Every officer in Palmhurst will soon have video footage of every call to which he responds. Tuesday night, the city commission agreed to spend more than $22,000 on point-of-view cameras that each officer will wear on a pair of glasses or on his collar.
Chief Michael Vela said the city's new policy will require officers to turn it on during each call.
“My main focus here is for the officers, the officer safety and the citizens,” Vela said. “If there’s a shooting, the majority of the time it’s just the officer and the suspect.”
The Palmhurst City Council also agreed to pay $91,000 for a new dispatch system that should be more efficient, but city leaders didn't take spending that kind of money lightly.
The decision had been delayed months ago when the chief initially requested the expenditures, which were already budgeted.
In a workshop for two hours Tuesday, presenters with Tyler Technologies, which sold the dispatch system, and Taser Technologies, which sold the camera, were grilled by the commission.
Councilwoman Ofelia Peña-Perez wanted to know how the new dispatch system would communicate with the court system from Tyler Technologies already in place. The two systems will work together, and the information inputted on the municipal court side will be pushed to the dispatch system, so if an officer pulls over someone with an outstanding warrant, he’ll be alerted.
Councilman James Aranda wanted to know if the city would need to alert everyone at each call that the officer is recording the scene. In Texas, only one party needs to know if they’re being recorded, and because the officer will know he’s recording the scene, the city is covered.
Mayor Ramiro Rodriguez Jr. wanted to know about the cons of the system.
“It’s the .01 percent of the time that an officer doesn’t do what he’s supposed to do,” answered Andrew Grayson, of Taser Technologies.
The group looked at the options for the camera; they were shown both the point-of-view camera as well as a body camera, which would be attached to the officer’s chest–it’s the same camera San Juan city officials recently purchased for their police officers. But Vela was quick to demonstrate that if an officer has to draw his weapon, his arms and the gun would block the view of the camera.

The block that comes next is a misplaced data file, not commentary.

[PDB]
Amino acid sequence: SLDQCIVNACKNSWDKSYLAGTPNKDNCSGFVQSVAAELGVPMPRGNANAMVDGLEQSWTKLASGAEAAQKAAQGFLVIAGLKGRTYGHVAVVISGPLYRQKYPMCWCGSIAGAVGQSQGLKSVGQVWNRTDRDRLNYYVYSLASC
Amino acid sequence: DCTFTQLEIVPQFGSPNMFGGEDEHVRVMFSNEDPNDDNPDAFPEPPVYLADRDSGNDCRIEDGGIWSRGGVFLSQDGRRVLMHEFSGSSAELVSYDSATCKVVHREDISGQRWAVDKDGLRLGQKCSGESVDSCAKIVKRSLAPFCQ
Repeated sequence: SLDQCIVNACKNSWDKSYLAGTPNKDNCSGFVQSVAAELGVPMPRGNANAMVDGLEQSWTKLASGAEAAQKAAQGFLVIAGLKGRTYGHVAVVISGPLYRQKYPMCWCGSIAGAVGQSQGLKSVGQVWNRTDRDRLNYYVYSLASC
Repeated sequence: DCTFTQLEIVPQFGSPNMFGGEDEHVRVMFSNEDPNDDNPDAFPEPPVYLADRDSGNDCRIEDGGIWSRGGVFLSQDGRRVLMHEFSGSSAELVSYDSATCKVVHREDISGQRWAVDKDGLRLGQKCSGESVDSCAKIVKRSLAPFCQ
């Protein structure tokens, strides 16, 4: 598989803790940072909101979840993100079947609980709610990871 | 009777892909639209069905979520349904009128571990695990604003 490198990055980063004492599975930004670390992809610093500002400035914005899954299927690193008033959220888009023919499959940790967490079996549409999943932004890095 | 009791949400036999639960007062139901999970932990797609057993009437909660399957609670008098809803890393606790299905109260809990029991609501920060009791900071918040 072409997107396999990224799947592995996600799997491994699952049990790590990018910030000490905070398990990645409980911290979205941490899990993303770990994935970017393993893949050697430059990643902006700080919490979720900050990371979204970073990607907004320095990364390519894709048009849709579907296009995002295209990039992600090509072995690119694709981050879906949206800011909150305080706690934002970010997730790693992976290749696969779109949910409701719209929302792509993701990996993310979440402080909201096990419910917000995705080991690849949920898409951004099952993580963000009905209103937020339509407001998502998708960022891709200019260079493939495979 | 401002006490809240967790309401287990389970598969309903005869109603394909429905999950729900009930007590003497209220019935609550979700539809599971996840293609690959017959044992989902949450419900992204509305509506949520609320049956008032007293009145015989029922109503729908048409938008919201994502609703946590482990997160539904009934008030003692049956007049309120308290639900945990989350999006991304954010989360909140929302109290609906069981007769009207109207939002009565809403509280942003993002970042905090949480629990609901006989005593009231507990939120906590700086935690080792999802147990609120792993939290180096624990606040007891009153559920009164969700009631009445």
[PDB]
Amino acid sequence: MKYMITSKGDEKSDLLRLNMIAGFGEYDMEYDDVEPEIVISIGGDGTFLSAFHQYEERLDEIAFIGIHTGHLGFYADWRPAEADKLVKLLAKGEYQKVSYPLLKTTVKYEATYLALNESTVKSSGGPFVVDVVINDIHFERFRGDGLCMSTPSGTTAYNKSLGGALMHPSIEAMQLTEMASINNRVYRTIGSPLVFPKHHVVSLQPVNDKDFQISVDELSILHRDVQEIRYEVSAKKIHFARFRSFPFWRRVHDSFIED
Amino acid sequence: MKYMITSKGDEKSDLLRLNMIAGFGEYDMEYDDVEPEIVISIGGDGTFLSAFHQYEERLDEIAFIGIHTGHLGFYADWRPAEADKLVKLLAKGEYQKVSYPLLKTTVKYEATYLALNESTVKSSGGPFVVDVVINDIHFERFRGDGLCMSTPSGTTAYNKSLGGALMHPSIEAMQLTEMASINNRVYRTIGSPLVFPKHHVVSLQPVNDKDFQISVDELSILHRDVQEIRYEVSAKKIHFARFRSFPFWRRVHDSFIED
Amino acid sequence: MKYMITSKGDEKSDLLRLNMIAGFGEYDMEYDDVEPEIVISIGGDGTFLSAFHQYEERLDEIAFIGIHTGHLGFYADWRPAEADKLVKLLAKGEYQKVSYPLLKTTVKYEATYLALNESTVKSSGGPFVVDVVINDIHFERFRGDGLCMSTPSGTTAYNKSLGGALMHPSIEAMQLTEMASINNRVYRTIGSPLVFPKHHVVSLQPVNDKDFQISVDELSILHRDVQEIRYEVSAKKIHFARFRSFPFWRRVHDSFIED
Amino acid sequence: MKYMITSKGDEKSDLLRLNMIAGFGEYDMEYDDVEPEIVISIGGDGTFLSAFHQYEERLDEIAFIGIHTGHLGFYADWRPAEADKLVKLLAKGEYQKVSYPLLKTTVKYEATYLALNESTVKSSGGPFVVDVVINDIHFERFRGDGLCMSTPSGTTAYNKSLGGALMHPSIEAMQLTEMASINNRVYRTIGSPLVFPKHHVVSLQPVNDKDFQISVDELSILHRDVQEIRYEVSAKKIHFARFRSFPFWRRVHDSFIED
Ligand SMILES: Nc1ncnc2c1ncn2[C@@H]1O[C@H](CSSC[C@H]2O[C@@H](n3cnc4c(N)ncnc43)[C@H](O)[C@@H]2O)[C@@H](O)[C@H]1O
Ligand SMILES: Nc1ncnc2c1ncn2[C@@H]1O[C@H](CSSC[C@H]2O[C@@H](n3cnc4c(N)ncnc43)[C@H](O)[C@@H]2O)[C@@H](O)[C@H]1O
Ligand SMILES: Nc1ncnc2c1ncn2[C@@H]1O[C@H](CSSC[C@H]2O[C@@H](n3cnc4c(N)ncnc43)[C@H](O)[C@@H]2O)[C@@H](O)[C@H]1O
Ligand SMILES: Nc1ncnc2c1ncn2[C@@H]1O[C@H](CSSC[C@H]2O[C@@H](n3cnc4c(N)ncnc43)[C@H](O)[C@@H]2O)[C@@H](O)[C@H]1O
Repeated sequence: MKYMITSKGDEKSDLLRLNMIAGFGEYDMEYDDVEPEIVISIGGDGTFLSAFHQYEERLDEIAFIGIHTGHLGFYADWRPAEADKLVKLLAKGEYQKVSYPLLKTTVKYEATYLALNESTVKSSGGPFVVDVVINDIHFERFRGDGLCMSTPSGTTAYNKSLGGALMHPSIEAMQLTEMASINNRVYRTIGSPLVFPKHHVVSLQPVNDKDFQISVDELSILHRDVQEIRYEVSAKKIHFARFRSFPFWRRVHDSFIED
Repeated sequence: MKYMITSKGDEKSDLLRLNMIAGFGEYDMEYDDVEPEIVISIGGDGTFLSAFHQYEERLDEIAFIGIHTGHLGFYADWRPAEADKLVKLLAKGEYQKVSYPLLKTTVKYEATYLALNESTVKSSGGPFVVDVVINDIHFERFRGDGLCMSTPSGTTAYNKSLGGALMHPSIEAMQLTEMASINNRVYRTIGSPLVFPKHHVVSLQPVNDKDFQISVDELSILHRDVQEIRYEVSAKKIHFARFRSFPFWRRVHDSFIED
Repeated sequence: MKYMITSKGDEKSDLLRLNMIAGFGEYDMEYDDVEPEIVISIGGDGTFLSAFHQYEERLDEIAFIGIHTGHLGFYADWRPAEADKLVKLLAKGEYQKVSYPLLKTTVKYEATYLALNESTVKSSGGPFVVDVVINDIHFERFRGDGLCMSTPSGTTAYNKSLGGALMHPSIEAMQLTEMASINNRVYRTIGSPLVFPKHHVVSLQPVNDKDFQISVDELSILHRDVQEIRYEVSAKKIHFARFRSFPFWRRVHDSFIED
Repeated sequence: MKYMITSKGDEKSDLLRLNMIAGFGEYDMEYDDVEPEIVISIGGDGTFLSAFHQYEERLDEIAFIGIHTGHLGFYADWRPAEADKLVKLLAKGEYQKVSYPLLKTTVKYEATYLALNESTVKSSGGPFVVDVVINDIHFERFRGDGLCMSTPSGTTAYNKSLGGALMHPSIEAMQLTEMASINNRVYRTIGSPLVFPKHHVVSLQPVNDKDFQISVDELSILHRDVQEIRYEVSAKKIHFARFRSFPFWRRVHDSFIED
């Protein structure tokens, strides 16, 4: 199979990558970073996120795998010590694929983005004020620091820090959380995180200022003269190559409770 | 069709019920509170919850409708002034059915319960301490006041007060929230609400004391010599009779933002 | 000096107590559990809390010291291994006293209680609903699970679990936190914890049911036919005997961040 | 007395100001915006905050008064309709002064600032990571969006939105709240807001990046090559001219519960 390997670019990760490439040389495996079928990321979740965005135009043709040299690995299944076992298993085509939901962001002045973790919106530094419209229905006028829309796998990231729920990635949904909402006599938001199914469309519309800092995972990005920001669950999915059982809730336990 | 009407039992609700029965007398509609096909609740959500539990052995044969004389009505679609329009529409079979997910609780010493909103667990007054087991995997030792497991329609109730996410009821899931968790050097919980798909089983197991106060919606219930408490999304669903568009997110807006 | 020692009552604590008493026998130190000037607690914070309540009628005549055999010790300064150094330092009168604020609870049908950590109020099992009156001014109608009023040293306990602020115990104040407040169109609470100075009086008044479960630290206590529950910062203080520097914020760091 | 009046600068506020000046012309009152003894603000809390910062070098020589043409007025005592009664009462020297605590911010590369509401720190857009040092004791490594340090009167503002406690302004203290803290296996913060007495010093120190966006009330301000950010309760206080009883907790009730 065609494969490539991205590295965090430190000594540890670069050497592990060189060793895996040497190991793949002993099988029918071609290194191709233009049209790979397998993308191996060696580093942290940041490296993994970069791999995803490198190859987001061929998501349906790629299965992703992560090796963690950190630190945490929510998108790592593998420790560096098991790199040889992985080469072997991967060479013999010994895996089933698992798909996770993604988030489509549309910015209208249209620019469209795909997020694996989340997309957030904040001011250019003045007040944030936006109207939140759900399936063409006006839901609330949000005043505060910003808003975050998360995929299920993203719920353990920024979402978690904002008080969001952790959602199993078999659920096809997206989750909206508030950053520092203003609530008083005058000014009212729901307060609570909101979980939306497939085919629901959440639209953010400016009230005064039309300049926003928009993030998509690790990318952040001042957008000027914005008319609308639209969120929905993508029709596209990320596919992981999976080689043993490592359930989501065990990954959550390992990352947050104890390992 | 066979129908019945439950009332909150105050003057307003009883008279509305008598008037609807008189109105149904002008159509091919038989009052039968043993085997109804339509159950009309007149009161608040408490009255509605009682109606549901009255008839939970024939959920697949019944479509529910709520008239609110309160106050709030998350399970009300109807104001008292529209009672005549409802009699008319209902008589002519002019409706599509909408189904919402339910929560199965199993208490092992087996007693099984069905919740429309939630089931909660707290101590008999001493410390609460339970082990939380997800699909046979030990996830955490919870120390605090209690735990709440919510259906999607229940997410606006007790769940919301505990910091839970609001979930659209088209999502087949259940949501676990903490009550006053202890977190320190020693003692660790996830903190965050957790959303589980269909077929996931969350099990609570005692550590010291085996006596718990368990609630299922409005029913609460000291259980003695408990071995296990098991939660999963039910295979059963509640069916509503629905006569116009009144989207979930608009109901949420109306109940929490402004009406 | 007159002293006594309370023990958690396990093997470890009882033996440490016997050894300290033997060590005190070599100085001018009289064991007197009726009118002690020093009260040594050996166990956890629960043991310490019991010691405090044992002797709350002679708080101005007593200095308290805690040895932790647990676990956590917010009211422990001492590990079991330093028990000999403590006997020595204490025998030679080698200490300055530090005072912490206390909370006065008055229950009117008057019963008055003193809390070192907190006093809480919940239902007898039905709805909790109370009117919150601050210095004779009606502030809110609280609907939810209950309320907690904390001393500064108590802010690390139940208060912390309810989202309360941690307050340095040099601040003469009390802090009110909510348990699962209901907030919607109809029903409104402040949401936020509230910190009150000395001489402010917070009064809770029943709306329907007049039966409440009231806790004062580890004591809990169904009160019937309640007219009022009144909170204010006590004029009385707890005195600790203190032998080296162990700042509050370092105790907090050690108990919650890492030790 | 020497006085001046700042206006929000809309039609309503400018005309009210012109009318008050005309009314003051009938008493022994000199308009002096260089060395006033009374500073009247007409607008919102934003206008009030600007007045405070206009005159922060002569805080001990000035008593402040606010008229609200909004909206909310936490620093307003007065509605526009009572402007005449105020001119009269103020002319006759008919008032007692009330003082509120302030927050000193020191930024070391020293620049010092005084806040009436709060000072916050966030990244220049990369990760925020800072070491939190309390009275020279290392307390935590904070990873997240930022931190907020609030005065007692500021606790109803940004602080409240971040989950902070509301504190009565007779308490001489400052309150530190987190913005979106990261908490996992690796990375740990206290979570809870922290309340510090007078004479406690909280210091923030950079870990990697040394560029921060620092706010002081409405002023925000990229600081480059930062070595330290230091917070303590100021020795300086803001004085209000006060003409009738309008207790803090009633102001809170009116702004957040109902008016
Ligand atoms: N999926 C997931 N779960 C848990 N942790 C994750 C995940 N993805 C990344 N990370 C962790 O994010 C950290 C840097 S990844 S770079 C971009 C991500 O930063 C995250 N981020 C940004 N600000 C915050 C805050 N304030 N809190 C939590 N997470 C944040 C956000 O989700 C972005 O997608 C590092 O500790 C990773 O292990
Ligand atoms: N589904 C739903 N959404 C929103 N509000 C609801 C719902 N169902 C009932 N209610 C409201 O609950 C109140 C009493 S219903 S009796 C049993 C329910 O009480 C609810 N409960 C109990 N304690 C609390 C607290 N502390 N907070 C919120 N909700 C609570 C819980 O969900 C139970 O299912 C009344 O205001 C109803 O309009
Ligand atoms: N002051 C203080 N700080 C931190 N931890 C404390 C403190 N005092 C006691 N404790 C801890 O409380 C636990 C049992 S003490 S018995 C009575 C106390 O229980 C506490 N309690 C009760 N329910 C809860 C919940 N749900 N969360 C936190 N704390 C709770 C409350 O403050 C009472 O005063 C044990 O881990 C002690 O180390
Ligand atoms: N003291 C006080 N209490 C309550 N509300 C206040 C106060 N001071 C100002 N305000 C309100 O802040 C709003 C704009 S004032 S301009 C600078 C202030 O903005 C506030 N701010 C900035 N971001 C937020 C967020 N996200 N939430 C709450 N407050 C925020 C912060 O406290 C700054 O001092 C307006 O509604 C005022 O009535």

“In court, they’ll say point of view is better because it’s what the officer actually saw,” Rodriguez said.
At one point, to verify the sturdiness of the camera, Peña-Perez dropped it on the wood floor and jokingly lifted her foot to step on it.
Right now, if the district attorney’s office needs video from a dash cam, the chief, as the custodian of records, must burn a CD and physically take it to the county. With the camera, Grayson pointed out, the city could send the county a hyperlink to the video, which would be hosted on a cloud, so the city wouldn’t need to worry about storage.
Later that night at the meeting, Vela said he’d chip in more than $8,000 of the $22,000 cost for the cameras–$4,250 from a donation from H-E-B and $4,300 of forfeiture funds.
The commission unanimously approved the move.
But the chief was nervous when it came to the dispatch system. The initial investment is $91,000 and the city will need to pay a $15,000 maintenance fee annually. With that fee, the city will get free upgrades to the system. The current system’s maintenance fee is about $19,000 annually.
With the new system, the chief said, if the area gets the next generation of 9-1-1, the city will be able to get reports via text and people will be able to send pictures and video.
The new system pulls up a caller’s name and address immediately and is less clunky than the city’s current process, which involves going to the Notes application on the computer and pressing F5 to timestamp a call. Still, pulling up a name and address won’t work with 90 percent of the calls coming in because they’re cell phones, Vela said. But that’s a nationwide issue.
“I know it’s a lot of money, but it’s something that I did ask for in 2008, or 2009,” Vela said. I know a lot of people just focused on the amount, and I myself focused on this amount. This is something that I’ve been researching for years.”
But he was interrupted by Aranda, who perhaps asked the most questions about the system in the workshop.
“Just stop right there,” Aranda said. “I think that you really need this system.”
It, too, was approved unanimously.
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